"reveals a brutality and cruelty in the perpetrators which are totally alien to German sentiment and feeling. Such cruelty, reminiscent of oriental sadism cannot be explained or excused by militant bitterness however great."
In 1933, Gürtner came into conflict with one of his subordinates, Roland Freisler, over the issues of Rassenschande (literally: "racial disgrace"), or sexual relationship between an "Aryan" and a "non-Aryan", which Freisler wanted immediately criminalized. Gürtner, in a meeting, pointed out many practical difficulties with Freisler's proposal. This did not, however, stop the passing of the Nuremberg Laws two years later, criminalizing it.
In the weeks following the Night of the Long Knives, a purge of SA officers and conservative critics of the regime that resulted in perhaps hundreds of executions, he demonstrated his loyalty to the Nazi regime by writing a law that added a legal veneer to the purge. Signed into law by both Hitler and Minister of the Interior Wilhelm Frick, the "Law Regarding Measures of State Self-Defense" retrospectively legalized the murders committed during the purge. Gürtner even quashed some initial efforts by local prosecutors to take legal action against those who carried out the murders. As a part of bid to retain a role for the judiciary in the repression of enemies of the state and to protect the rechtsstaat, Gürtner opened the first session of the People's Court on 14 July 1934. The People's Court was a special court for trying those accused of being enemies of the state, whose procedures were meant to ensure the conviction of the accused. Starting in 1933, Gürtner found himself uneasily attempting to maintain the rule of law in Germany by bending the rules of the laws to suit Hitler, a process that steadily involved him and the rest of the German judiciary into excusing and justifying terror.
In July 1935, Gürtner amended Paragraph 175 of the German penal code to extend its scope and increased the penalties. By the end of 1935, it was already apparent that neither Gürtner nor Frick would be able to impose limitations on the power of the Gestapo, or control the SS camps where thousands of detainees were being held without judicial review. During World War II, the feeble protestation of the Ministry of Justice was weakened still further, as alleged criminals were increasingly 'dealt with' by the Gestapo and SA, without recourse to any court of law.
Instead of resigning, Gürtner stayed on, even going as far as joining the Nazi Party in 1937. He provided official sanction and legal grounds for a series of repressive actions, beginning with the institution of Ständegerichte (drumhead courts-martial) that tried Poles and Jews in the occupied eastern territories, and later for decrees that opened the way for implementing the Final Solution. A district judge and member of the Confessing Church, Lothar Kreyssig, wrote to Gürtner protesting (correctly) that the T4 program was illegal (since no law or formal decree from Hitler had authorised it); Gürtner promptly dismissed Kreyssig from his post, telling him, "If you cannot recognise the will of the Führer as a source of law, then you cannot remain a judge."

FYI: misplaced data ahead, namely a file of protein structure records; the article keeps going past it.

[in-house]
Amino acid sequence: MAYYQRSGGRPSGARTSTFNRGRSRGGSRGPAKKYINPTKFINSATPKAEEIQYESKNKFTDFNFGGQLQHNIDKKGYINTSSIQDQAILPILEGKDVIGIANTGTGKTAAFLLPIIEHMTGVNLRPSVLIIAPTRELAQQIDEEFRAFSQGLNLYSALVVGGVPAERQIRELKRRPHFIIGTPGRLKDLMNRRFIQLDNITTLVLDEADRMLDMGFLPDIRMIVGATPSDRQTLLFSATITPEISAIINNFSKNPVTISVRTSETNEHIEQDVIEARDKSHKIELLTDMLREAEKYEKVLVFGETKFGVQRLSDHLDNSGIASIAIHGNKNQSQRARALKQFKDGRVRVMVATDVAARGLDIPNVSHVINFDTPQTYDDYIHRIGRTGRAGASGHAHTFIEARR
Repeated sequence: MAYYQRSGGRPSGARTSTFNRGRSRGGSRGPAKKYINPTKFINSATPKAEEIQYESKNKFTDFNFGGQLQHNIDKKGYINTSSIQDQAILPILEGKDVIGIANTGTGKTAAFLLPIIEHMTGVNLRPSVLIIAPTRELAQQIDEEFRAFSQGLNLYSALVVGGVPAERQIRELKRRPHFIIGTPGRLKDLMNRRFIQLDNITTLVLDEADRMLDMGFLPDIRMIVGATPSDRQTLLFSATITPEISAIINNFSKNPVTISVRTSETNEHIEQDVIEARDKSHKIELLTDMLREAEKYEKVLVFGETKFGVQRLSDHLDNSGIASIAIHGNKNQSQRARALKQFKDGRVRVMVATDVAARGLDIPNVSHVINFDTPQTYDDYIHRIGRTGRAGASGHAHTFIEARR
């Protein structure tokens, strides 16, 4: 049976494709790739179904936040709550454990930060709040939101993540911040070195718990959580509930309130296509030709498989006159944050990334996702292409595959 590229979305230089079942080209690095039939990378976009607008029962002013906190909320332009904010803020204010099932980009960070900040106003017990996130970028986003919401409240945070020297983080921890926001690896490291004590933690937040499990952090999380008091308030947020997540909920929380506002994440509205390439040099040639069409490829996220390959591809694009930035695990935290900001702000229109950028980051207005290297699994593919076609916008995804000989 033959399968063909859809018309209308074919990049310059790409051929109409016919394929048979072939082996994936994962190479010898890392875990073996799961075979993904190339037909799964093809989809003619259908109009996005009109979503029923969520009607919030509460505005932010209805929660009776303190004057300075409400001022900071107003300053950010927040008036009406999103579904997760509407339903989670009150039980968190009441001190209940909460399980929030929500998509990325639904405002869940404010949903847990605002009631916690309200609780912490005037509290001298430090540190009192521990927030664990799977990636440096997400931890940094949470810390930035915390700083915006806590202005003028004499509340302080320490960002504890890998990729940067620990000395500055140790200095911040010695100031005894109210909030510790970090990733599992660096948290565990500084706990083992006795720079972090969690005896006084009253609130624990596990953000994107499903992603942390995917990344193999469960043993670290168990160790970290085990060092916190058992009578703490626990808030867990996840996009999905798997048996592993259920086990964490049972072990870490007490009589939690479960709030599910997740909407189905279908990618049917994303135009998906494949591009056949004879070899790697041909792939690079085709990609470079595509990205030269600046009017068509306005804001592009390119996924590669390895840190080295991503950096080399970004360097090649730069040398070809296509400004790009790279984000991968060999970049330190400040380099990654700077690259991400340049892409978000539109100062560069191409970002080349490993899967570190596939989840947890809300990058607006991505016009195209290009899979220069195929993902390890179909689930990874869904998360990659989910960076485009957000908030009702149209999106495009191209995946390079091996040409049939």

Gürtner died on 29 January 1941 in Berlin.
- David Nicholls, Adolf Hitler: a biographical companion ABC-Clio, Inc. (10/2000) ISBN 0-87436-965-7 Retrieved 12 May 2010
- Reichshandbuch der deutschen Gesellschaft. Band I, Deutscher Wirtschaftsverlag, Berlin 1930, S. 398.
- Grimm 2017, p. 267.
- William Shirer, The Rise and Fall of the Third Reich Touchstone Edition, New York: Simon & Schuster, 1990
- Evans, Richard J. (2003). The Coming of the Third Reich. New York City: Penguin Press. ISBN 978-0141009759.
- Austin Cline, "When National Interests Take Precedence Over the Rule of Law" (PDF) Website on the rule of law. Retrieved 12 May 2010
- Wistrich 2002, p. 92-93.
- Claudia Koonz, The Nazi Conscience, p. 173 ISBN 0-674-01172-4
- Claudia Koonz, The Nazi Conscience, pp. 175–6 ISBN 0-674-01172-4
- Evans (2005), p. 72. "After the 'Night of the Long Knives,' [Reich Minister for Justice Franz Gürtner] nipped in the bud the attempts of some local state prosecutors to initiate proceedings against the killers."
- Grimm 2017, p. 268.
- Charles W. Sydnor, Jr., Soldiers of destruction: the SS Death's Head Division, 1933–1945" See footnote, p. 20. Princeton University Press (1977) ISBN 0-691-05255-7
- "Concentration Camps 1933–1939" United States Holocaust Memorial Museum, official website. Retrieved 13 May 2010
- Kershaw, II, 254
- Wistrich, Robert S. (2002). Who's Who in Nazi Germany. New York: Routledge. ISBN 978-0-415-26038-1. Retrieved 2014-01-20.
- Grimm, Eve "Franz Gürtner" pages 267-268 from The Holocaust: An Encyclopedia and Document Collection edited by Paul R. Bartrop & Michael Dickerman, Santa Monica: ABC-CLIO, 2017, ISBN 1440840849.
|Wikimedia Commons has media related to Franz Gürtner.|
- Franz Gürtner in the German National Library catalogue
- Franz Gürtner in the files of the Reichskanzlei (in German)
- Franz Gürtner in the Haus der Bayerischen Geschichte (in German)
- Biographie des Deutschen Historischen Museums (in German)
- Newspaper clippings about Franz Gürtner in the 20th Century Press Archives of the German National Library of Economics (ZBW)